Note: Update the Chromium path.

Here’s the code index.js:


const { chromium } = require('playwright-core');
const { BlobServiceClient } = require('@azure/storage-blob');
const path = require('path');


// Azure Storage connection string
const AZURE_STORAGE_CONNECTION_STRING = process.env.AZURE_STORAGE_CONNECTION_STRING;
const CONTAINER_NAME = 'screenshots';


module.exports = async function (context, req) {
  const containerName = CONTAINER_NAME;
  const url = req.query.url || 'https://www.google.com';
  const parsedUrl = new URL(url);
  const hostname = parsedUrl.hostname;


  try {
    // Launch a headless Chromium browser using Playwright-core
    const browser = await chromium.launch({
      executablePath: path.resolve('/path/to/downloaded/chromium'),
      args: ['--no-sandbox', '--disable-setuid-sandbox'],
      headless: true
    });


    const page = await browser.newPage();
    await page.goto(url);
    const screenshotBuffer = await page.screenshot();
    await browser.close();


    const blobServiceClient = BlobServiceClient.fromConnectionString(AZURE_STORAGE_CONNECTION_STRING);
    const containerClient = blobServiceClient.getContainerClient(containerName);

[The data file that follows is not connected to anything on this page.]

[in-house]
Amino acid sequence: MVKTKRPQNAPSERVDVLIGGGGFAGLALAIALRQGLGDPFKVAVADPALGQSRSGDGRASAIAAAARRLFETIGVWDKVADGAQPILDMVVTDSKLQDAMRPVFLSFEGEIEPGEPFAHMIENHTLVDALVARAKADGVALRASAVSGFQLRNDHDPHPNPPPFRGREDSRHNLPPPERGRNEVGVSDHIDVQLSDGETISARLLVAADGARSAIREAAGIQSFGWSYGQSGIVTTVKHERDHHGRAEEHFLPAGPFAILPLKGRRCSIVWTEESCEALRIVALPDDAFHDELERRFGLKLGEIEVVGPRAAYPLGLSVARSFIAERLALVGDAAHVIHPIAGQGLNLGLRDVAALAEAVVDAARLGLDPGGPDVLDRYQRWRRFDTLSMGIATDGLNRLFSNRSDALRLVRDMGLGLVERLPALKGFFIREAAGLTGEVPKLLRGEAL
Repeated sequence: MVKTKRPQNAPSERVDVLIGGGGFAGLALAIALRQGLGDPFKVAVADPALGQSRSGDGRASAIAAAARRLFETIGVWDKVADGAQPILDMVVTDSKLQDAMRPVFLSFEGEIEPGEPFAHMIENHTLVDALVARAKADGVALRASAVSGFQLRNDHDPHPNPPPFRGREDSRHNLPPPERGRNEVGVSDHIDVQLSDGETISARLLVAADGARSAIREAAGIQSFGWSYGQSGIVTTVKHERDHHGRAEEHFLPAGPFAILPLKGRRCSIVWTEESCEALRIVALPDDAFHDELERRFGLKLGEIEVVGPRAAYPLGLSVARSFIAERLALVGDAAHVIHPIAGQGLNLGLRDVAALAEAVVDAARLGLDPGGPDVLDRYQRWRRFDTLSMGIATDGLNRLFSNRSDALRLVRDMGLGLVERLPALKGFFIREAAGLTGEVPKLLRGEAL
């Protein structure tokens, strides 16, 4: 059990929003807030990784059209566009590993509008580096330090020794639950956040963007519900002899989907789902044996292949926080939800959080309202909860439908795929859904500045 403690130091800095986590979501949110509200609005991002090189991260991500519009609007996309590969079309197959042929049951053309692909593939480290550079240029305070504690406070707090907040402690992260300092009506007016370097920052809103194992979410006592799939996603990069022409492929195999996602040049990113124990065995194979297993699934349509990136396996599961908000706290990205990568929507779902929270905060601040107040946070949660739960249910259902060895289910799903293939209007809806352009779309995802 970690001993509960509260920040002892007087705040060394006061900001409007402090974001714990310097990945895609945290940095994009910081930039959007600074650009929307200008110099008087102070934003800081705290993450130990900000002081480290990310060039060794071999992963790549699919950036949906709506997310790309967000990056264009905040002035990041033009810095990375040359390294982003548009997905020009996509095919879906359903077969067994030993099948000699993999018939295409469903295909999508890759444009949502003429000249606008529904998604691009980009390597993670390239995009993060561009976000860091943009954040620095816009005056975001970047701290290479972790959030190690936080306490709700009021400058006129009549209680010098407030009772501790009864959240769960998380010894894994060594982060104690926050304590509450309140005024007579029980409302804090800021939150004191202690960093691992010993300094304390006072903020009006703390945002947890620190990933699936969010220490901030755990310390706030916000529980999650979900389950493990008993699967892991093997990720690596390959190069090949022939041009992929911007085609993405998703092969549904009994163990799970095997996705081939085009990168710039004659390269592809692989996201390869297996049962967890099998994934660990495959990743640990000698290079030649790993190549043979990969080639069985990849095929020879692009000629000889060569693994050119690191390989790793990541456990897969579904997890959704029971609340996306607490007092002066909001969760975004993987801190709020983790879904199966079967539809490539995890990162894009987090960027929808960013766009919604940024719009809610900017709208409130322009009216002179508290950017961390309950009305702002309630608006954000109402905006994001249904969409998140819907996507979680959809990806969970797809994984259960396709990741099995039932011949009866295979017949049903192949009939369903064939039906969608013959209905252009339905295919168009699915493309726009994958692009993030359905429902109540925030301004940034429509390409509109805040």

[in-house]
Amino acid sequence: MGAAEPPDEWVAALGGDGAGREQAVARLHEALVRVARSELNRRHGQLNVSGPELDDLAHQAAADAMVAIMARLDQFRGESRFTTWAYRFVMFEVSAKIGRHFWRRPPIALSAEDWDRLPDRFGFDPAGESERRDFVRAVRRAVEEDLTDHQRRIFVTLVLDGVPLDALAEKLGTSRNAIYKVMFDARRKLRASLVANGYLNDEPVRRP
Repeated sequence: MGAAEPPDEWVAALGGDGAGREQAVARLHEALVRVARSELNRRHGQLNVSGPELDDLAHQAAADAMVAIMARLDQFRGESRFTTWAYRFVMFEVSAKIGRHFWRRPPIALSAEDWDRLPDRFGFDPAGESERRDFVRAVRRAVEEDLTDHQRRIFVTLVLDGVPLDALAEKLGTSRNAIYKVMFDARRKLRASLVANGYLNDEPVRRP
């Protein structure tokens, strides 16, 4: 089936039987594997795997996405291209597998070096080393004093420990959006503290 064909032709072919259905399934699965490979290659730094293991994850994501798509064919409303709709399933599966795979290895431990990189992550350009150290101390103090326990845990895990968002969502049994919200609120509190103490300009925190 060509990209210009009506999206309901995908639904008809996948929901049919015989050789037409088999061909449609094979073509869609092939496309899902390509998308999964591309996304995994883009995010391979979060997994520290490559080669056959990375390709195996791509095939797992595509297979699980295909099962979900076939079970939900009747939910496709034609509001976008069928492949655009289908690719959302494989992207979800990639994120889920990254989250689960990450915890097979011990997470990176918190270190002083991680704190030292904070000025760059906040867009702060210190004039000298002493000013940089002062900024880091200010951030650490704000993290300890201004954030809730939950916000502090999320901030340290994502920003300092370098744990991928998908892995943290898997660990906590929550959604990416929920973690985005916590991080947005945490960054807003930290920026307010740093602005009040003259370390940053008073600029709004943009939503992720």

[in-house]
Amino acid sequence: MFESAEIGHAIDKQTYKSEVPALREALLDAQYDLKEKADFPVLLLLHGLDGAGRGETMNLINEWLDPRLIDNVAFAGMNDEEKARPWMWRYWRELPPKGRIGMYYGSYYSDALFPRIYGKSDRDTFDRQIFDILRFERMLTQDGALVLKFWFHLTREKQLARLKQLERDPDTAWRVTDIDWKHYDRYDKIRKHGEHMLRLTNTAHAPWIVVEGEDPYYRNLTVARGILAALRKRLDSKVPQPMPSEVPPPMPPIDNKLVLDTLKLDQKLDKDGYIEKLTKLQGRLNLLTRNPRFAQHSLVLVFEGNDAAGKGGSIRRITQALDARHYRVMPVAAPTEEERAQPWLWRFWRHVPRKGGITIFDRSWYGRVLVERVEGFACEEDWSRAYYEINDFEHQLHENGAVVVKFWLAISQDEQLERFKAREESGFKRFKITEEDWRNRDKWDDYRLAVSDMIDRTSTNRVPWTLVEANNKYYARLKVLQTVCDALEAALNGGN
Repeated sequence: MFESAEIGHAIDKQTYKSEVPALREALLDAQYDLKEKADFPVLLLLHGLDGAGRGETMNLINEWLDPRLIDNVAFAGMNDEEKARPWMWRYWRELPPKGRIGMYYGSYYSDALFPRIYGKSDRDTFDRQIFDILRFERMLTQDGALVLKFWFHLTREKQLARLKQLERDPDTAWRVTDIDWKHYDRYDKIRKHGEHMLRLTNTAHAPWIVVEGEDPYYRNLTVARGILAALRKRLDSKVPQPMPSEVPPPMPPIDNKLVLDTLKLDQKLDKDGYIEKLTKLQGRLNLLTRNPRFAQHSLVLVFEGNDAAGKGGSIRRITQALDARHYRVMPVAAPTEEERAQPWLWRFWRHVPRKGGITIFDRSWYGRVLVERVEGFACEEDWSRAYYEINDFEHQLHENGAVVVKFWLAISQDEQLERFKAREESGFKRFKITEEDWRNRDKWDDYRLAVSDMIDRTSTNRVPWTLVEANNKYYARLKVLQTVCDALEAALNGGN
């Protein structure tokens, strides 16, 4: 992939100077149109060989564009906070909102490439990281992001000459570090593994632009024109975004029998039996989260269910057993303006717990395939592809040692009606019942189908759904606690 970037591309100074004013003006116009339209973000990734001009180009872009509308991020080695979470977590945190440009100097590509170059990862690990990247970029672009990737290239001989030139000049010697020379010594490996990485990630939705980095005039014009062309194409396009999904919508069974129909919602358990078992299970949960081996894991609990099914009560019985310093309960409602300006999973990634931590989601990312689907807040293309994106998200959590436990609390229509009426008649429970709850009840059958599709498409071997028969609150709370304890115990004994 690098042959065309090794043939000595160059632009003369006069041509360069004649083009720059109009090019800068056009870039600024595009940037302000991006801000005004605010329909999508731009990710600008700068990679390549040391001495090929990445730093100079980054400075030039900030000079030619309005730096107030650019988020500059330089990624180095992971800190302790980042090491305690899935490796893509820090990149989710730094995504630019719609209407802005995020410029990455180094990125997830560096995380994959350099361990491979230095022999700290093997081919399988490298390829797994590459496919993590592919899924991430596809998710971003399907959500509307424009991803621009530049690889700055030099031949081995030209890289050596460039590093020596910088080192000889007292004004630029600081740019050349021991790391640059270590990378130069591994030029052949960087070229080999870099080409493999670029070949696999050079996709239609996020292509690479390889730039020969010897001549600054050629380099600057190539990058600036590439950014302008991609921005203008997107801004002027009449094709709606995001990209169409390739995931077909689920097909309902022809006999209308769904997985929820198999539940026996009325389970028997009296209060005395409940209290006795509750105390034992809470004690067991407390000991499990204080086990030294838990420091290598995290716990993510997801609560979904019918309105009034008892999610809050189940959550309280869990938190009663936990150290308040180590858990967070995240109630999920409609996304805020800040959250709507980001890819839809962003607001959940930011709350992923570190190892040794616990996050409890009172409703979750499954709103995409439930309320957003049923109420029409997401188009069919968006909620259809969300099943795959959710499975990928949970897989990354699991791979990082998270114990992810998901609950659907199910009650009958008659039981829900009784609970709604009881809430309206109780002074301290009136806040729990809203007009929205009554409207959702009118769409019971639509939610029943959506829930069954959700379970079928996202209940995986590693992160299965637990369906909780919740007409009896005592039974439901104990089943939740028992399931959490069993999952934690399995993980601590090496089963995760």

const blobName = `${hostname}.png`;
    const blockBlobClient = containerClient.getBlockBlobClient(blobName);
    await blockBlobClient.upload(screenshotBuffer, screenshotBuffer.length);


    context.log('Screenshot uploaded to Azure Blob Storage');
    context.res = {
      status: 200,
      body: 'Screenshot uploaded to Azure Blob Storage'
    };
  } catch (error) {
    context.log.error('Error:', error);
    context.res = {
      status: 500,
      body: 'Error occurred while taking screenshot and uploading to Azure Blob Storage'
    };
  }
};

Step 4: Trigger and test the code

Trigger the code using the Azure console test/run button, and input the website's name.

The code above uses google.com as the default input if you don’t provide one. If the function runs successfully, the website’s screenshot gets stored in the blob storage.

Let us handle the browser complexities

If you want to avoid working with a solution that needs round-the-clock monitoring, potential compatibility issues, and resource limitations, try Browserless.

Using our managed pool of concurrent browsers, you can avoid these constraints and do much more. Let us manage the browser while you focus on the outcomes of these functions.

Take it for a test drive using the 7-day free trial.